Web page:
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This article explains how the FCA want you to change your approach to ESG investing.

by Jill Chadburn on 19·05·2020


The UK’s new target to reach net zero greenhouse gas emissions by 2050 means the UK are the first major economy in the world to set such a target into law.


The international community is beginning to take the kind of action that a challenge like this demands.  The result will be a significant transformation towards cleaner, more resilient economic growth.


As the financial risks and opportunities from the low carbon transition become apparent, a second, equally important, transformation is also underway: that of the financial system, and that is where everybody in financial services is going to be affected.


The transition to a green financial system means fundamental changes to the way decisions are made across the economy.


In May 2018 the European Securities and Markets Authority (ESMA), proposed changes to Mifid II to bring financial advice firms into line with the EU’s climate action plan through the integration of sustainability and ESG (Environmental, Social and Governance) considerations.


The European Commission (EC) stated that “by providing advice, investment firms and insurance distributors can play a central role in reorienting the financial system towards sustainability.


The FCA have indicated that they will be implementing these rules and making the required changes to COBS irrespective of Brexit.  The regulator in the UK will seek to mirror European initiatives in this area, otherwise there would be significate issues for selling product and financial services in Europe.


At the moment, advisers are required to assess clients' investment objectives and risk tolerance in order to recommend suitable financial instruments or insurance products. However, investors' and beneficiaries' preferences as regards sustainability are often not sufficiently taken into account when advice is given.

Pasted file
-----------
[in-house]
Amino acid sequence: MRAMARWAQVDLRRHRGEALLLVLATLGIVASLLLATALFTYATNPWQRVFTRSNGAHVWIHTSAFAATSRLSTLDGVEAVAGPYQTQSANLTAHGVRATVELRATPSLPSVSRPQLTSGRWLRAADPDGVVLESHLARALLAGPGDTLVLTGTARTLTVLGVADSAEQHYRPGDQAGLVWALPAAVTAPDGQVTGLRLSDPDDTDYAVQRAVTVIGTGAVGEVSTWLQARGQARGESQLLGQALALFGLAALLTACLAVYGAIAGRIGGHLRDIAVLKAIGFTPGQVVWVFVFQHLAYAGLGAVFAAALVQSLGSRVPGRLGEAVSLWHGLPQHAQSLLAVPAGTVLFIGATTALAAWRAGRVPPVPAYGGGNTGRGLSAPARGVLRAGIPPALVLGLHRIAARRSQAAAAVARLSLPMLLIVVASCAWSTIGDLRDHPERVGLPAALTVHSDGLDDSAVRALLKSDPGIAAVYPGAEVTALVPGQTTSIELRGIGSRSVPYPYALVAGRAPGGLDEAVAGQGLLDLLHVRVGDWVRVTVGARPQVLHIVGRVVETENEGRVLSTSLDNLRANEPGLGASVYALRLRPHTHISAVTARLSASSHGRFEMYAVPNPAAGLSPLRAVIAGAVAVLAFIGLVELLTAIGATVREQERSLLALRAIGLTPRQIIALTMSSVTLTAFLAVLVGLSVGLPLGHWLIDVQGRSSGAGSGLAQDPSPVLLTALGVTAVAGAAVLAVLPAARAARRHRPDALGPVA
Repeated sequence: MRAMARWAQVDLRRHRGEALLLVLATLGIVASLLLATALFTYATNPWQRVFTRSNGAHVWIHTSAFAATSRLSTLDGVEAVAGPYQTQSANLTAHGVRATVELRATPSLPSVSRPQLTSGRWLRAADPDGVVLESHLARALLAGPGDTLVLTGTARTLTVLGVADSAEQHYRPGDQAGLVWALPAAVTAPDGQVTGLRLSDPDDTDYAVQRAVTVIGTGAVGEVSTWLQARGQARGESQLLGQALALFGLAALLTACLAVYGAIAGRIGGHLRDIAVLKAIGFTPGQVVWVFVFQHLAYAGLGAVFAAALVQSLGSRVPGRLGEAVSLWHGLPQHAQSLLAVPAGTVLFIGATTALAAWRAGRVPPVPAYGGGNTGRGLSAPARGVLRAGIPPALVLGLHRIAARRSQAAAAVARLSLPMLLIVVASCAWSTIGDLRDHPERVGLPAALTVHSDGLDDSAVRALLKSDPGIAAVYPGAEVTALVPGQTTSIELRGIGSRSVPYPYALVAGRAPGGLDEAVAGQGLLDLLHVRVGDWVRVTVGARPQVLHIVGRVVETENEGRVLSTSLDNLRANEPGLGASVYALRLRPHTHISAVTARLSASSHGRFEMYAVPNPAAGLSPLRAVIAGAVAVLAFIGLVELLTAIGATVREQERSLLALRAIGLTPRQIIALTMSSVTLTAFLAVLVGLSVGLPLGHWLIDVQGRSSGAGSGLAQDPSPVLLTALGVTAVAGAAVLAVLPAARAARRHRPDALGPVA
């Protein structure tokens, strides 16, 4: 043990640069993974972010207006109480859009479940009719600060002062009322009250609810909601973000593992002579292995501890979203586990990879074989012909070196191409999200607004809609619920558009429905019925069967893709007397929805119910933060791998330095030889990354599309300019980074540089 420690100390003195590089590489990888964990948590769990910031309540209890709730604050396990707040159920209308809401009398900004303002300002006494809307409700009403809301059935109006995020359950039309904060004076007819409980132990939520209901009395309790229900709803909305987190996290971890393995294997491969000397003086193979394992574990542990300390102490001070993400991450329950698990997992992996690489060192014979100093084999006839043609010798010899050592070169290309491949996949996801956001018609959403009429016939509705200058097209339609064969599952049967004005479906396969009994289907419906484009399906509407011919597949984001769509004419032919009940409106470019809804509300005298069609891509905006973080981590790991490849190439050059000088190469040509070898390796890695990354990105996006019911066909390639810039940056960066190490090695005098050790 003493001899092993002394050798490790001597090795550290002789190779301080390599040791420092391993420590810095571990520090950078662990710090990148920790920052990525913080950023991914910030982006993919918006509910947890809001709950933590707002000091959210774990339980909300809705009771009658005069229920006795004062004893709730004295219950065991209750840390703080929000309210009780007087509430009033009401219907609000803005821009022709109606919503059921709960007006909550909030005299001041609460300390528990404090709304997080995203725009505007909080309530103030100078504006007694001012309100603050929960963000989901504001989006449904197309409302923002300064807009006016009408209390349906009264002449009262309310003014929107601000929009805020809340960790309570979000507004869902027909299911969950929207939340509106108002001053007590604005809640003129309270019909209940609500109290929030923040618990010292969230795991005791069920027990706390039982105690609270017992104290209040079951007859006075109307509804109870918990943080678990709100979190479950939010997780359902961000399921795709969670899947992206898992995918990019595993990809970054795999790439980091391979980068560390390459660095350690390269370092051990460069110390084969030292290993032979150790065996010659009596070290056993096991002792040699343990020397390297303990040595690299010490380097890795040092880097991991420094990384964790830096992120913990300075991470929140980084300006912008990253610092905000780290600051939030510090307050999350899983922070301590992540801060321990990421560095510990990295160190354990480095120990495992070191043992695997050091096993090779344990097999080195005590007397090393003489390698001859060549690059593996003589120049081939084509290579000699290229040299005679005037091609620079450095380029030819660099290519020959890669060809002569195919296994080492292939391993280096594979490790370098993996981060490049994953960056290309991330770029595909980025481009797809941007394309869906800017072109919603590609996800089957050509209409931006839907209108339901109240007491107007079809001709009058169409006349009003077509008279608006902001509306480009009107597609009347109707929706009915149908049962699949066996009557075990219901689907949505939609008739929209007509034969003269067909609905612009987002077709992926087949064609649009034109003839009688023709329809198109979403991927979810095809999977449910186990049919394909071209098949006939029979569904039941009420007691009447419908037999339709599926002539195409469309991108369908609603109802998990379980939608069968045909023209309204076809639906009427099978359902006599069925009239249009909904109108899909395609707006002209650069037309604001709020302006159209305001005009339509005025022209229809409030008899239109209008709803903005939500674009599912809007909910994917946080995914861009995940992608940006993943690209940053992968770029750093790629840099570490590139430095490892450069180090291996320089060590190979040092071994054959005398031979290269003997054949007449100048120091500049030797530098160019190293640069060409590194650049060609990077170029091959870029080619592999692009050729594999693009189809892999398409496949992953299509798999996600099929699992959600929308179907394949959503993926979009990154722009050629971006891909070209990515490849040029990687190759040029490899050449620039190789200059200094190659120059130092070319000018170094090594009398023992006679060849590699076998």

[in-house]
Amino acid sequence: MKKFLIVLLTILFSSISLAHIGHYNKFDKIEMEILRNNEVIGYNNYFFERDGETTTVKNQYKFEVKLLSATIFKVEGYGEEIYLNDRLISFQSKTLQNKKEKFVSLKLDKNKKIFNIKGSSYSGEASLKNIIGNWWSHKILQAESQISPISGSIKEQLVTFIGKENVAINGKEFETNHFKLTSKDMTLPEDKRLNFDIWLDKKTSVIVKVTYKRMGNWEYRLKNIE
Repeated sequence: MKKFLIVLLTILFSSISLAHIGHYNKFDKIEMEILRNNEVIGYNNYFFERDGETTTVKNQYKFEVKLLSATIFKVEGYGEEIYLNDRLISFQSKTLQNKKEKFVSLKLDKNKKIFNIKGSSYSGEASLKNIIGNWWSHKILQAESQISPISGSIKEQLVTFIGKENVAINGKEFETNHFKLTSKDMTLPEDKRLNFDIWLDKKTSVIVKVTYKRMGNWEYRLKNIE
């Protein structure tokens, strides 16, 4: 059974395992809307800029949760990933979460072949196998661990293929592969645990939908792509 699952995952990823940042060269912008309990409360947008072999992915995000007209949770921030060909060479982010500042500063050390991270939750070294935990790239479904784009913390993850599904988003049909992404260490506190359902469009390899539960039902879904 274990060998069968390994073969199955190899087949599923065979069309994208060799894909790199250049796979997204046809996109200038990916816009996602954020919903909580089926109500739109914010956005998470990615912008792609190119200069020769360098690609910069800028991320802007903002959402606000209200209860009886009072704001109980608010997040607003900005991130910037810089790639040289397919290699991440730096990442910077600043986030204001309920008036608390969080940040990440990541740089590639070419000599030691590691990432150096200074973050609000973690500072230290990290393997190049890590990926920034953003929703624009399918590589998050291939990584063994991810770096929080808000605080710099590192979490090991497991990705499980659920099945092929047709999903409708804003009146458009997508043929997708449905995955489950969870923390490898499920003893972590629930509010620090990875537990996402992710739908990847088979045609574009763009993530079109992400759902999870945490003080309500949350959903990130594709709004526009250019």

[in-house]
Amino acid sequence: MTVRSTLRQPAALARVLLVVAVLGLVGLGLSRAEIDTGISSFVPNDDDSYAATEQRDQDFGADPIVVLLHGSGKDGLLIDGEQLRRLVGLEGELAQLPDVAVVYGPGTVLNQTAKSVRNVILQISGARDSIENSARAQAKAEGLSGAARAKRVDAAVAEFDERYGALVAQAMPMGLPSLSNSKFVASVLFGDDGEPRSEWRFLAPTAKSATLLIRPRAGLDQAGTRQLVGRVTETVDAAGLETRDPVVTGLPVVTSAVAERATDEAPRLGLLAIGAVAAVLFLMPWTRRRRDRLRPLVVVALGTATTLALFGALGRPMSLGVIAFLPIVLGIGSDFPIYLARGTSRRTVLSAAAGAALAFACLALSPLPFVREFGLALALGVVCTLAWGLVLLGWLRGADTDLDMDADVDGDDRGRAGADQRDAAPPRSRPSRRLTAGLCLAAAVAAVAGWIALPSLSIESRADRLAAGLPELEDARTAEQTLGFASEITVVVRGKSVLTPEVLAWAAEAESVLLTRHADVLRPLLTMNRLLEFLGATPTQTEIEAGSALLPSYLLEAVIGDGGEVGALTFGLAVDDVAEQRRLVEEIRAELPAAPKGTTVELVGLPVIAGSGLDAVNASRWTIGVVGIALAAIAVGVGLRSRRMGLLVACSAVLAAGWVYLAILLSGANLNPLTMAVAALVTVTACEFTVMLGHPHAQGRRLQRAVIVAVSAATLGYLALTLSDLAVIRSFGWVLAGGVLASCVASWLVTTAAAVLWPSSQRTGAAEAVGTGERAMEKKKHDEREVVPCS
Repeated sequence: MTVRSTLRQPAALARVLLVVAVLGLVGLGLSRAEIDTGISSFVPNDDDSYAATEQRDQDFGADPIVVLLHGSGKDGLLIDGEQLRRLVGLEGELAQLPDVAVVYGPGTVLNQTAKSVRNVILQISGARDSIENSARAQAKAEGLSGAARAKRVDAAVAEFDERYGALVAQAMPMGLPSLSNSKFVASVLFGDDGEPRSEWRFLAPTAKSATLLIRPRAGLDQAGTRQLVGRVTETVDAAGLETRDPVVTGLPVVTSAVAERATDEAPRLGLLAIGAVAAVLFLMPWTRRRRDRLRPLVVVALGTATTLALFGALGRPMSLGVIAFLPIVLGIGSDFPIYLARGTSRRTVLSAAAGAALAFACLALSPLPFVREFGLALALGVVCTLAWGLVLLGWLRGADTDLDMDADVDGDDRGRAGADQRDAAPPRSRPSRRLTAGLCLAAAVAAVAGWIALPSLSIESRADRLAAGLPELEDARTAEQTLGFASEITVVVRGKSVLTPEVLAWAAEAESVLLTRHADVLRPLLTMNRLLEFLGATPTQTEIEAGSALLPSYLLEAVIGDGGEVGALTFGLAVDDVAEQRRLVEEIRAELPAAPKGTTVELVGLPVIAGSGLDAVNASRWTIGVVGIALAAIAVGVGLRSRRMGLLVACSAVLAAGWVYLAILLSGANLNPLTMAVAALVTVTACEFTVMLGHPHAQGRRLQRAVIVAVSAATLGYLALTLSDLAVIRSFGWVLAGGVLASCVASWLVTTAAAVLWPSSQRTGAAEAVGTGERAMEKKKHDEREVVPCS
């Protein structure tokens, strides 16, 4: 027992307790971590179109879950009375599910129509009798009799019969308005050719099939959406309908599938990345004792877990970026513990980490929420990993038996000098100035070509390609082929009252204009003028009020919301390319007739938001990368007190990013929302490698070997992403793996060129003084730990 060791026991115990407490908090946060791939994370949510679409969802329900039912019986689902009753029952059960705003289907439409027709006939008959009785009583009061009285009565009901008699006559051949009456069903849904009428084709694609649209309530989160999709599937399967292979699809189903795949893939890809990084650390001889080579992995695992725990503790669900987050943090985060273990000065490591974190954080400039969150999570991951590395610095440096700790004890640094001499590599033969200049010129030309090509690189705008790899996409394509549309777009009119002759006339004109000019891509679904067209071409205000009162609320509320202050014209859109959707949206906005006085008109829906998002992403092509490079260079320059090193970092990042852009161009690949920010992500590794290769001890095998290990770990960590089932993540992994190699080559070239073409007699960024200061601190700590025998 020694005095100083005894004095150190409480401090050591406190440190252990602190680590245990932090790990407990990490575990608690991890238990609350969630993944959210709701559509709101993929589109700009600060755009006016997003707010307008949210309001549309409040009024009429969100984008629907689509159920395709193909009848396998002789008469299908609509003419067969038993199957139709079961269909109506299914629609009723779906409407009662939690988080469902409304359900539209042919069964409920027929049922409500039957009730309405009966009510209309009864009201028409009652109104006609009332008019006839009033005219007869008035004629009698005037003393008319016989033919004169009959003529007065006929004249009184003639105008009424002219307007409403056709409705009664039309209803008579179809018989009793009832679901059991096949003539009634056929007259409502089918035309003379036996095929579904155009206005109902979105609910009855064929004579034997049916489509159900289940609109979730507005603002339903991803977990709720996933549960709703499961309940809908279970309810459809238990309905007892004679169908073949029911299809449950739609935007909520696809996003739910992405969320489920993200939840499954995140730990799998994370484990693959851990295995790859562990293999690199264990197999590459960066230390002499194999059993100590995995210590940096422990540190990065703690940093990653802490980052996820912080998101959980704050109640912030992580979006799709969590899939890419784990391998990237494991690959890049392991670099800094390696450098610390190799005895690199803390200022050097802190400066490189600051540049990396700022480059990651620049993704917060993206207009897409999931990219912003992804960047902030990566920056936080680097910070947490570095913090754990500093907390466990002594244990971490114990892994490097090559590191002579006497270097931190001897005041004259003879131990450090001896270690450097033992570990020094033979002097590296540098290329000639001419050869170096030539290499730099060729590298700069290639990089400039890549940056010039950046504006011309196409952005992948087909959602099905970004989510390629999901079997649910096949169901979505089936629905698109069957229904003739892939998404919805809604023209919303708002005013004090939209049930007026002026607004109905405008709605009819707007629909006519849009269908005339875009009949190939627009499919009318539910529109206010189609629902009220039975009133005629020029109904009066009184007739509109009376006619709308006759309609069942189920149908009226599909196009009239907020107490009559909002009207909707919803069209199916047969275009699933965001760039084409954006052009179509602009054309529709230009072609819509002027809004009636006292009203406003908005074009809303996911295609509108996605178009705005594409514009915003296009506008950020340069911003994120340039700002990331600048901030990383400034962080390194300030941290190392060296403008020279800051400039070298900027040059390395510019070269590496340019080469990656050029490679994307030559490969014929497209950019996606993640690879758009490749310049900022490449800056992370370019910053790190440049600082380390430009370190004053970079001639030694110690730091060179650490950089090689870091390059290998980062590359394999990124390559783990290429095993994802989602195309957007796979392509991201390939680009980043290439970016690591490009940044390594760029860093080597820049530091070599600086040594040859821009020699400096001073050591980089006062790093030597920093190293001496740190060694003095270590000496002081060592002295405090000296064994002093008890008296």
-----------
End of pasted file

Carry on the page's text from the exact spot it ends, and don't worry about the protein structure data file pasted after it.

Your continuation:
The proposed amendments to the Mifid II requirements go beyond asking the ESG question. They require advisers to demonstrate they have a process in place should a client have an ESG preference.


At The Timebank, we have been anticipating this and have been building this into the CIP documentation, Due Diligence and PROD work we are doing.  Ultimately, it is better to have it and not need it than need it and not have it.  This is especially important if it is the FCA asking if you have it!


So, what’s the difference between sustainable and ethical investing? The simplest way to explain it is that ethical investing focuses on negative screening and avoidance, whereas sustainable investing is about positive selection and positive screening.


Sustainable investing lets investors embed their values into their investments. Sustainable investing looks to invest in companies that have socially useful products and services, and that lead their industries on environmental, social and governance management - all with a strong focus on delivering investment returns.


The process will need to show how ESG funds are identified and how the advisers assesses one against another to ensure they can put together the appropriate products and funds to meet each client’s needs.


Firms should have appropriate arrangements in place to ensure that the inclusion of ESG considerations in the advisory and portfolio management processes does not lead to mis-selling practices. This includes using ESG as an excuse to sell a firm’s own products, or more costly products, or to generate churning of clients’ portfolios, or to misrepresent products or strategies as fulfilling ESG preferences where they do not.


Under the current proposals, a new disclosure regulation will require advisers to report the extent to which sustainability risks are expected to impact investment returns to clients.


Product manufacturers and distributors should also take ESG preferences and considerations into account when identifying target markets for the financial instruments they manufacture or distribute.  PROD is here now, and has been for a couple of years.  This is one of the central pillars of what PROD is trying to achieve.


The proposals are still under negotiation and remain subject to change, but they are expected to come into effect in approximately 12-18 months.


You should start thinking about ESG now and below are some of the areas for you to consider:


  • How advisers will explain the new ESG concepts, features of products or services recommended to new clients and to existing clients as pat of the ongoing reviews.
  • Processes need to be put into place to show how the firm plans to record their client’s ESG preferences and how the company will take these into account during the advice process.
  • Review the firms Centralised Investment Proposition to ensure that existing fund, platform and DFM recommendations are able to meet stipulated ESG preferences of clients.


At The Timebank (UK) Ltd one of the services we currently offer our adviser firms is to complete your Centralised Investment Proposition for you, based on your clients’ needs and requirements, so if you feel lost we can help you.